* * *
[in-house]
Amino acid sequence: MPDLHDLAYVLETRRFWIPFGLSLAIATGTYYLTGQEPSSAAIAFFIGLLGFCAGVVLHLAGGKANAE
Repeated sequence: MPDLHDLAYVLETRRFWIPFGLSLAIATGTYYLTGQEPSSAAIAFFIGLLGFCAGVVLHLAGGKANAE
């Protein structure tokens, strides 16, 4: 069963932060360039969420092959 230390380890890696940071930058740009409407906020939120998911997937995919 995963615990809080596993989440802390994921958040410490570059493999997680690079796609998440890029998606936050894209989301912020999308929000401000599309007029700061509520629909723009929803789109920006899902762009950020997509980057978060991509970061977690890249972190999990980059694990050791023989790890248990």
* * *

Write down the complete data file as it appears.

[in-house]
Amino acid sequence: MPDLHDLAYVLETRRFWIPFGLSLAIATGTYYLTGQEPSSAAIAFFIGLLGFCAGVVLHLAGGKANAE
Repeated sequence: MPDLHDLAYVLETRRFWIPFGLSLAIATGTYYLTGQEPSSAAIAFFIGLLGFCAGVVLHLAGGKANAE
């Protein structure tokens, strides 16, 4: 069963932060360039969420092959 230390380890890696940071930058740009409407906020939120998911997937995919 995963615990809080596993989440802390994921958040410490570059493999997680690079796609998440890029998606936050894209989301912020999308929000401000599309007029700061509520629909723009929803789109920006899902762009950020997509980057978060991509970061977690890249972190999990980059694990050791023989790890248990």